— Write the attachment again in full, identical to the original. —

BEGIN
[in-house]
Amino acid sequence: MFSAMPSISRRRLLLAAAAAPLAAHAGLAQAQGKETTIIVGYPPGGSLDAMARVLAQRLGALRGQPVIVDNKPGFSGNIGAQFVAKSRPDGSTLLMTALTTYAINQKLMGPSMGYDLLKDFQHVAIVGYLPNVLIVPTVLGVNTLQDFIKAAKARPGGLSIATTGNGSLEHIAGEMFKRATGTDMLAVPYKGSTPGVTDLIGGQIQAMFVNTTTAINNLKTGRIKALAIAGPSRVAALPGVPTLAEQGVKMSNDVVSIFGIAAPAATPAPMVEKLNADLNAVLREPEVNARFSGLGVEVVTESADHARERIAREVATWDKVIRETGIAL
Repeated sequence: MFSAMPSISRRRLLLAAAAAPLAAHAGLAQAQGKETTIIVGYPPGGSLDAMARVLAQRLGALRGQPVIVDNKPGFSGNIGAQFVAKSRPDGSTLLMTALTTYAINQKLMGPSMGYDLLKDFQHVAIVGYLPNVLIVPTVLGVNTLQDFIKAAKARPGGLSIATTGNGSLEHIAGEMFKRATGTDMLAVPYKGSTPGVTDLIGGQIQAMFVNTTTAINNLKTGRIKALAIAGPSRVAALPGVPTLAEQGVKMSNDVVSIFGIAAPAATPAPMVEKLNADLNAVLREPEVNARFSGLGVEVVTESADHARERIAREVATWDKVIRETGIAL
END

[in-house]
Amino acid sequence: MFSAMPSISRRRLLLAAAAAPLAAHAGLAQAQGKETTIIVGYPPGGSLDAMARVLAQRLGALRGQPVIVDNKPGFSGNIGAQFVAKSRPDGSTLLMTALTTYAINQKLMGPSMGYDLLKDFQHVAIVGYLPNVLIVPTVLGVNTLQDFIKAAKARPGGLSIATTGNGSLEHIAGEMFKRATGTDMLAVPYKGSTPGVTDLIGGQIQAMFVNTTTAINNLKTGRIKALAIAGPSRVAALPGVPTLAEQGVKMSNDVVSIFGIAAPAATPAPMVEKLNADLNAVLREPEVNARFSGLGVEVVTESADHARERIAREVATWDKVIRETGIAL
Repeated sequence: MFSAMPSISRRRLLLAAAAAPLAAHAGLAQAQGKETTIIVGYPPGGSLDAMARVLAQRLGALRGQPVIVDNKPGFSGNIGAQFVAKSRPDGSTLLMTALTTYAINQKLMGPSMGYDLLKDFQHVAIVGYLPNVLIVPTVLGVNTLQDFIKAAKARPGGLSIATTGNGSLEHIAGEMFKRATGTDMLAVPYKGSTPGVTDLIGGQIQAMFVNTTTAINNLKTGRIKALAIAGPSRVAALPGVPTLAEQGVKMSNDVVSIFGIAAPAATPAPMVEKLNADLNAVLREPEVNARFSGLGVEVVTESADHARERIAREVATWDKVIRETGIAL